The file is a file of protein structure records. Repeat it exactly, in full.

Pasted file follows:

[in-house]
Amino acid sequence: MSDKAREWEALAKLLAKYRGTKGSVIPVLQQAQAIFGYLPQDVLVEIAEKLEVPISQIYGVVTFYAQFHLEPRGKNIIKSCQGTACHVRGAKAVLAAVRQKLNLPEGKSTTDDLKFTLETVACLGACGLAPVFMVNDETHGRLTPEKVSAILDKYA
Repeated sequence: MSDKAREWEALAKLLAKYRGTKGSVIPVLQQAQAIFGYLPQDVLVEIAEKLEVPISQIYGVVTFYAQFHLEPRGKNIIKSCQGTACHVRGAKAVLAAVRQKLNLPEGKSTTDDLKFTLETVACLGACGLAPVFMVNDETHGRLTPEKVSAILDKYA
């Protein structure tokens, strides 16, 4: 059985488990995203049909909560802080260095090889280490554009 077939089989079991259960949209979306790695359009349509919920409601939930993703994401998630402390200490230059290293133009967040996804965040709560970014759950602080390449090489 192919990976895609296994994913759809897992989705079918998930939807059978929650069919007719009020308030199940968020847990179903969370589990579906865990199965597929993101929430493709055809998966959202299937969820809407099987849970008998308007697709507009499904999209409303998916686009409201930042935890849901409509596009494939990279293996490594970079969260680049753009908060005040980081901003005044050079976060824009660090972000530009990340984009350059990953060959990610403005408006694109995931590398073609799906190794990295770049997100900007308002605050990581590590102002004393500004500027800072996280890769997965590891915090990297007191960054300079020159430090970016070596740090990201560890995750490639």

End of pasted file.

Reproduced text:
[in-house]
Amino acid sequence: MSDKAREWEALAKLLAKYRGTKGSVIPVLQQAQAIFGYLPQDVLVEIAEKLEVPISQIYGVVTFYAQFHLEPRGKNIIKSCQGTACHVRGAKAVLAAVRQKLNLPEGKSTTDDLKFTLETVACLGACGLAPVFMVNDETHGRLTPEKVSAILDKYA
Repeated sequence: MSDKAREWEALAKLLAKYRGTKGSVIPVLQQAQAIFGYLPQDVLVEIAEKLEVPISQIYGVVTFYAQFHLEPRGKNIIKSCQGTACHVRGAKAVLAAVRQKLNLPEGKSTTDDLKFTLETVACLGACGLAPVFMVNDETHGRLTPEKVSAILDKYA
């Protein structure tokens, strides 16, 4: 059985488990995203049909909560802080260095090889280490554009 077939089989079991259960949209979306790695359009349509919920409601939930993703994401998630402390200490230059290293133009967040996804965040709560970014759950602080390449090489 192919990976895609296994994913759809897992989705079918998930939807059978929650069919007719009020308030199940968020847990179903969370589990579906865990199965597929993101929430493709055809998966959202299937969820809407099987849970008998308007697709507009499904999209409303998916686009409201930042935890849901409509596009494939990279293996490594970079969260680049753009908060005040980081901003005044050079976060824009660090972000530009990340984009350059990953060959990610403005408006694109995931590398073609799906190794990295770049997100900007308002605050990581590590102002004393500004500027800072996280890769997965590891915090990297007191960054300079020159430090970016070596740090990201560890995750490639």